Accumulation of atmospheric ice on power transmission lines is a source of tremendous damage to power networks. Despite the longstanding problem of atmospheric icing on network equipment, the mechanical properties and behavior of this type of ice under various loading conditions are still unclear. In the present study, more than 180 tests were carried out to measure the behavior of atmospheric ice under compression. For this purpose, ice was accumulated in the closed-loop wind tunnel of CIGELE (La Chaire industrielle sur le givrage atmosphérique des équipements des réseaux électriques) at three different temperatures (- 6, - 10 and - 20 °C) and liquid water content value of 2.5 g/m3. Each type of ice was tested at the same temperature at which it had been accumulated, and the ice accumulated at - 10 °C was also tested at - 3 and - 20 °C. Thin sections of the three types of atmospheric ice revealed that the average grain size for accumulated ice is 1.5 mm, 0.5 mm and 0.4 mm, for accumulation temperatures of - 6, - 10 and - 20 °C, respectively. For ice accumulated at - 20 °C the presence of cavities reduces ice strength at certain strain rates. The results of tests showed that the compressive strength of atmospheric ice increases when test temperature decreases. Moreover the dependency of strength on temperature is strongest in the mid range of the strain rates that were tested, i.e. at around 3 × 10- 3 s- 1. The tests also revealed that compressive strength of atmospheric ice at low strain rates increases as accumulation temperature decreases.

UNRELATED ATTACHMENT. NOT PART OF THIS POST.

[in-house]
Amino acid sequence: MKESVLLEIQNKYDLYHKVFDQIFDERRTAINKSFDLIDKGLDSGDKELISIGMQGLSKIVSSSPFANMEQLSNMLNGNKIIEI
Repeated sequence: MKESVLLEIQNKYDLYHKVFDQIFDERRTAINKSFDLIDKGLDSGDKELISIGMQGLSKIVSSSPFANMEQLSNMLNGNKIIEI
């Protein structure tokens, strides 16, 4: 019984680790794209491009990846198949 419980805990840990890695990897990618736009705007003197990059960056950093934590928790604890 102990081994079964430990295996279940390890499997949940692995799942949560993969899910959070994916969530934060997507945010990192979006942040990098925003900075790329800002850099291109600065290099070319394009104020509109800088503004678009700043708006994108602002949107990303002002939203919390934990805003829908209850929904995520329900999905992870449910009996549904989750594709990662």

Cold Regions Science and Technology49, no. 3 (2007): 195–205.